Statutory notice – contractual notice – qualifying service
We are slowly returning to work and things will pick up eventually. For many small businesses, it’s still a real struggle and workload and revenue are still well below that of pre-pandemic levels. One of my clients, C Ltd, has recently had to reduce headcount. Three staff were taken though the redundancy process and dismissed. They all had contractual notice of one month and were all paid in lieu.
All three had short service, though one, whom we’ll call Susie, was about four weeks away from acquiring her two years’ service qualification at the date of termination.
Susie appealed the decision to dismiss, saying that C Ltd had breached her contract, that if she had been able to work her notice or stay on furlough, she would have acquired enough service to be paid redundancy pay. She further alleged that C Ltd had discriminated again her on the grounds of her part time status and disability.
The company wrote back to Susie, drawing her attention to its right to pay notice in lieu and explaining that the reason for selection was short service. This may seem hard, but it is not discriminatory and was applied consistently. It also offered her a week’s extra pay as a good will gesture.
Susie rejected both explanation and offer and the appeal took place in due course. It upheld the decision to dismiss and found that the process followed and the notice paid was fair.
It is correct that her contractual notice is a month and if it had been allowed to run to the end she would have gained enough service to be paid redundancy pay.
It is equally correct that her terms of employment permit the employer to terminate with immediate effect and pay in lieu. And that’s what they have done.
Does the contractual notice period have to be taken into account when considering the length of service? No. The law adds statutory notice will be added to the end of a service period, but not contractual notice. This means that if Susie had 103 weeks’ service at the date of termination, adding statutory notice would have got her over the two-year line to additional rights. If she only has 102 weeks, it’s not quite enough.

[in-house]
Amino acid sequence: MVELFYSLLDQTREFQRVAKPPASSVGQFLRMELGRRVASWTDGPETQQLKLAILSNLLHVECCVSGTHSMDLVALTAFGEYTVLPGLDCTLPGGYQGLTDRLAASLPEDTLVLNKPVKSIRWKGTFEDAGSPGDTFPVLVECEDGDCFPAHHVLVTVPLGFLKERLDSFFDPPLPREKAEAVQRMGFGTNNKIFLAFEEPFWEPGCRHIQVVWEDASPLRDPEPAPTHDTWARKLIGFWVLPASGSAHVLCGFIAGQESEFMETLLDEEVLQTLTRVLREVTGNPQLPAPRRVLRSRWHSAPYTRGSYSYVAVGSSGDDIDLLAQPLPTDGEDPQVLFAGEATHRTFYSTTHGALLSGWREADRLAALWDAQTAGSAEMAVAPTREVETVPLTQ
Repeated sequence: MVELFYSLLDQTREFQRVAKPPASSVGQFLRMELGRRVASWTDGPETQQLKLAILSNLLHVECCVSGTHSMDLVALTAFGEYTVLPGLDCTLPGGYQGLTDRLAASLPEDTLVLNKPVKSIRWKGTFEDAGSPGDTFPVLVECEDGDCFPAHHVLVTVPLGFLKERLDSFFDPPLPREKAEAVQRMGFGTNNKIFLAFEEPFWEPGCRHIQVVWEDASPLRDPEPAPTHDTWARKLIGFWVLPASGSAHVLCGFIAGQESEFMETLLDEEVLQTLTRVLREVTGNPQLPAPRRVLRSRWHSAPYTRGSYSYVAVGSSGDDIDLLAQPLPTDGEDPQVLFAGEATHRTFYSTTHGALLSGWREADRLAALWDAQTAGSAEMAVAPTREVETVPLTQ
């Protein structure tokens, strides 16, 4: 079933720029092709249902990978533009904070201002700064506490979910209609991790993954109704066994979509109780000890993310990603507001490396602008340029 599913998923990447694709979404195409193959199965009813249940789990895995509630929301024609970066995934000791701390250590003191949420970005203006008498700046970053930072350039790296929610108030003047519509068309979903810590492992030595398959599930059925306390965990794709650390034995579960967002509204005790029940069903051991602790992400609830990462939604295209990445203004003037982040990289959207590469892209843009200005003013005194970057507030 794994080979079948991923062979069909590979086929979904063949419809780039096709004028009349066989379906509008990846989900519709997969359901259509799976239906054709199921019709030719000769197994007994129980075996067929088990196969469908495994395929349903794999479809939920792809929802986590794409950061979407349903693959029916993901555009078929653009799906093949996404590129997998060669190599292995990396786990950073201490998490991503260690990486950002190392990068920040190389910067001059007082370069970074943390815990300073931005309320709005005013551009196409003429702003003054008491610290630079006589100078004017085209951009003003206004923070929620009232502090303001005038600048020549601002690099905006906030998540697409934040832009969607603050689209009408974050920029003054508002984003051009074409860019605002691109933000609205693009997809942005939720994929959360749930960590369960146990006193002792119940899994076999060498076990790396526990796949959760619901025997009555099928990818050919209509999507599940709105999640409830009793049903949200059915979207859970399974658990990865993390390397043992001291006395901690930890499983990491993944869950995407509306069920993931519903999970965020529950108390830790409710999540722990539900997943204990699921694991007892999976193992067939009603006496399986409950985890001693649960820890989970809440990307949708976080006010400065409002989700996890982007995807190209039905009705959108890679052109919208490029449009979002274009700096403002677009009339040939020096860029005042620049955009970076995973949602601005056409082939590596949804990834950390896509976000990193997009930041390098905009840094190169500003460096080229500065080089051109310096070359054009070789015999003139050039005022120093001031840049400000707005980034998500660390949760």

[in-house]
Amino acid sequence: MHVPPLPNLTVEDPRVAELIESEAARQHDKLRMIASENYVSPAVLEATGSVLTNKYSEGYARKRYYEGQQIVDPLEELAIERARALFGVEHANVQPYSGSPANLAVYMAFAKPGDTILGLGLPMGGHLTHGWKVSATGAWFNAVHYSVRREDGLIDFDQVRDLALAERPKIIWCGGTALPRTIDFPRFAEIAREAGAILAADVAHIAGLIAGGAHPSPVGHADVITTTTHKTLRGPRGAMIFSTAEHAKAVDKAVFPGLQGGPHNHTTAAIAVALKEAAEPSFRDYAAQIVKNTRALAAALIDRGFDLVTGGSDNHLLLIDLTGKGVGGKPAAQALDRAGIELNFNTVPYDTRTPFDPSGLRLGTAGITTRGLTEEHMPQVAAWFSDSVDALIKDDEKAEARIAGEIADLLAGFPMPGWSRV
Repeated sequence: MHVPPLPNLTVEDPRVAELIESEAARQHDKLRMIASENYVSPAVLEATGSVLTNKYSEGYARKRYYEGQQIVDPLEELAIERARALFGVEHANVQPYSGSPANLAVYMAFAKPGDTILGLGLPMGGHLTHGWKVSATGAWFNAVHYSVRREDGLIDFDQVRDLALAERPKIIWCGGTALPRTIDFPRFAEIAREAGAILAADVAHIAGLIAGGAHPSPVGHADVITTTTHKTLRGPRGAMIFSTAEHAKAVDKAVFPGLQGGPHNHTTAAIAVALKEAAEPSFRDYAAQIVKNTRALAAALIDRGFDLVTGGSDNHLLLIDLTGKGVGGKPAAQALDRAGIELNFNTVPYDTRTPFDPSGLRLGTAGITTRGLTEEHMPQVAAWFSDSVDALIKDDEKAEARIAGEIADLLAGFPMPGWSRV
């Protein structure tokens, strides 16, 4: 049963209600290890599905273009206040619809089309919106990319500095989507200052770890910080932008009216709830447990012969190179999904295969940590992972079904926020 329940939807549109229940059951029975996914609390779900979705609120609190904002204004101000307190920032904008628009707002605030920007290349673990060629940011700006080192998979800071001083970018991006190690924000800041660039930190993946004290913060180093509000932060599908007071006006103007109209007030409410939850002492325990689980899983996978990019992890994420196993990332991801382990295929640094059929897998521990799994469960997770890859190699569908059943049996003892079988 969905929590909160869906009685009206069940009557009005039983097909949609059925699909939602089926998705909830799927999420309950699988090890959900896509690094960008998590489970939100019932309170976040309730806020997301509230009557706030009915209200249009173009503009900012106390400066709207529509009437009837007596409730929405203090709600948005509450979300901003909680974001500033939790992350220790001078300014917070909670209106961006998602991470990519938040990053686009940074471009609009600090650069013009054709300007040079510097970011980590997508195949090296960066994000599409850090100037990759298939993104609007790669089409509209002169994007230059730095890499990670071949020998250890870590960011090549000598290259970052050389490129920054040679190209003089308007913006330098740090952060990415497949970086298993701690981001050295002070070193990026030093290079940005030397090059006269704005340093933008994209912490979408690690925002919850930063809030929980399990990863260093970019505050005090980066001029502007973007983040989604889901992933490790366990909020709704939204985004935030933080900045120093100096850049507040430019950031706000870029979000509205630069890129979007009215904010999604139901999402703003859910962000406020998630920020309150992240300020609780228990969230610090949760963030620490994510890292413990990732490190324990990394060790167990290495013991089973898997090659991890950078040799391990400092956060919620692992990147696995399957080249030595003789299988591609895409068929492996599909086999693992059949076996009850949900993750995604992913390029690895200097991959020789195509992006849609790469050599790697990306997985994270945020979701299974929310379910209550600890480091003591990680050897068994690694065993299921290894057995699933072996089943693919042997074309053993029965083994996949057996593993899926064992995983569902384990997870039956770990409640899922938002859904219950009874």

The courts won’t add in longer contractual notice. This was confirmed in the 2004 case of Harper v Virgin Net Limited.
Sally Harper was summarily dismissed in March 2001, 33 days short of the qualifying period needed to bring a claim for unfair dismissal. Her employment contract specified three months’ notice. The Court of Appeal found that the one week’s statutory notice period prevailed in calculating the date of dismissal. The contractual period could not be used to extend the total period of employment to allow a claim for loss of the right to claim unfair dismissal. Had Parliament wanted the result that Ms Harper was arguing for it would have made provision accordingly.
Susie has no claim. The effective date of termination can only be postponed by reference to statutory notice procedures. There is no right in the statute to extend the EDT by reference to contractual notice periods.
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Copyright © 2021 all rights reserved. You may copy or distribute this blog as long as this copyright notice and full information about contacting the author are attached. The author is Kate Russell of Russell HR Consulting Ltd.